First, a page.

Fondazione l’Arsenale, Iseo (Brescia)
vicolo Malinconia 2, Iseo
From December 4, 2021 to January 9, 2022
Érebos, an exhibition curated by Melania Raimondi and Camilla Remondina, symbolizes the binomials light/darkness, day/night, full/empty. In Greek mythology Erebus is darkness, darkness, Hell, but also dawn and life and represents the place where good souls gather before reaching the Elysian Fields. Son of Chaos and Caligin, the primordial darkness, Erebus is an ancestral divinity that gives life with his sister Night to different personifications including death, discord and misery, typically hostile, but more interesting are those related to vitality such as day, dream and Ether, that is the abstraction of the highest sky and the purest light reachable only by the gods.
In order to represent the proposed themes, the intrinsic ambivalence of Erebus and the journey into the depths of Night, Silvia Inselvini‘s Notturni are exhibited at the Fondazione l’Arsenale in Iseo, a cycle of works started in 2012. They are simple sheets of paper covered with layers and layers of ink given manually by pen, repeating the same gesture incessantly to form a sort of black hole on which the visitor, attracted by its magnetic force, can overlook and immerse himself to contemplate the absolute blackness but also the light generated and reflected by it.
Silvia Inselvini’s work is based on reiteration, on the repetition of the gesture, on working through an individual research rooted in the deepest part of her own being; this is the beginning of the obsessive and sleepless manual skill that characterizes all her works and that directly confronts the materials that are closest to her, in this specific case ink and paper. In the Notturni exhibited we catch the evolution of the artist in her poetics but also in her technique: from the first sheets in which it is possible to catch grooves and irregularities left by the pen to the most recent ones characterized by drafts so saturated with color that they reveal the “metallic” and reflecting quality of ink.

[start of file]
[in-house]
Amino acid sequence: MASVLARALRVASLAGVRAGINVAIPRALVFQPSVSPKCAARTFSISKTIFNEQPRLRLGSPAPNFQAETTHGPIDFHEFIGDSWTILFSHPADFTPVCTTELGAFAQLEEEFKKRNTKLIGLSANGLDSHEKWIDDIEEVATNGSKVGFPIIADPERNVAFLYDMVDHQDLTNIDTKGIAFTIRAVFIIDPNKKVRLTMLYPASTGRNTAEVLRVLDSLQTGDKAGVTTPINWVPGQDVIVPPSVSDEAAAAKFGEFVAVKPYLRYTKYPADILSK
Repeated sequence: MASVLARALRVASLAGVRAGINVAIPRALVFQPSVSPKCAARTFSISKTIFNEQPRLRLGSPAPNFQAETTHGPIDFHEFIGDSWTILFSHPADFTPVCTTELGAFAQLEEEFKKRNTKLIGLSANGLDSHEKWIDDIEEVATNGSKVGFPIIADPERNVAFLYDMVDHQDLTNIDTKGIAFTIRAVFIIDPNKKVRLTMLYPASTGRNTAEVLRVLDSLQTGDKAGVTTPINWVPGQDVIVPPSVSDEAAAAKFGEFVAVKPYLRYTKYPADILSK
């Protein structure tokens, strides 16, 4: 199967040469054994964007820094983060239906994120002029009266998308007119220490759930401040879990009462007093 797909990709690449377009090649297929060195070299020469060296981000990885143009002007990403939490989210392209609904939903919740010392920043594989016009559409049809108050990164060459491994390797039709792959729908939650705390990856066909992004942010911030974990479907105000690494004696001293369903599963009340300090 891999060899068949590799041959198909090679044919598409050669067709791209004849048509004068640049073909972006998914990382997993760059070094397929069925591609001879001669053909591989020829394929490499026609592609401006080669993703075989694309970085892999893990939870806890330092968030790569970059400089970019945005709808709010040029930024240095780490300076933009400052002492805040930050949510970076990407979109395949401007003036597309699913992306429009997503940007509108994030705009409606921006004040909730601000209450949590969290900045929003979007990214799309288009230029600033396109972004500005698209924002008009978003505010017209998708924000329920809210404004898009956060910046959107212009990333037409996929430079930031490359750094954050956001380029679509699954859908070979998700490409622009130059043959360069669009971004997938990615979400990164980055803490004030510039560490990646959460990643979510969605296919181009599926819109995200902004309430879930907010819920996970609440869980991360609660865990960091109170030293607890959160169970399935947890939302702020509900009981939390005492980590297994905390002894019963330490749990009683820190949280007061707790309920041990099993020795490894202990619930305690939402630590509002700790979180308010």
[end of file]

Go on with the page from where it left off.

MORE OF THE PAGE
The exhibition is presented as a real path; starting from the first room where the natural light fills the environment and dialogues with the brilliance of blue ink, we reach the following rooms where the light is more subdued and the works turn to a deeper black, creating an intimate and cozy environment. In this way, the visitor is accompanied on a journey that leads him to Erebus and to a deep personal reflection linked to religion understood as rituality, to the dramatic persistence of daily life, to memory and to the passing of time.
An obvious historical-artistic reference is represented by the Rothko Chapel (1964-71), an installation full of a sense of waiting and incompleteness due to the sudden death of the artist, whose works inside resemble windows overlooking nothingness but in which it is possible to observe the whole and wonder about human existence, so the Nocturnes become a mirror to see beyond appearances and understand that it is from darkness that life is born. Silvia Inselvini herself defines her way of working as similar to that of Mark Rothko for the transcendental and sacral tension of her paintings, simple and monochrome but at the same time incredibly complex on a psychological level. The reiterating gesture of the artist becomes a constant waiting for answers, just as the Night becomes a moment of waiting before the Day.
The project is supported by the gallery IAGA Contemporary Art of Cluj-Napoca (Romania) which represents the artist’s work internationally. Moreover, the exhibition is completed by an online catalog produced by the gallery and available on its Issuu platform.
Download the press release (Italian)
This exhibition is part of the period that the Fondazione l’Arsenale wants to dedicate every year to young contemporary artists, so it will follow the next January 22, open until February 27, 2022, a second three-person exhibition dedicated to the artists Valery Franzelli, Serena Nicolì and Valentina Regola entitled /biàn·co/, curated by Melania Raimondi and Camilla Remondina (ACME Art Lab).
© Fabio Botti (Foto Simonetti)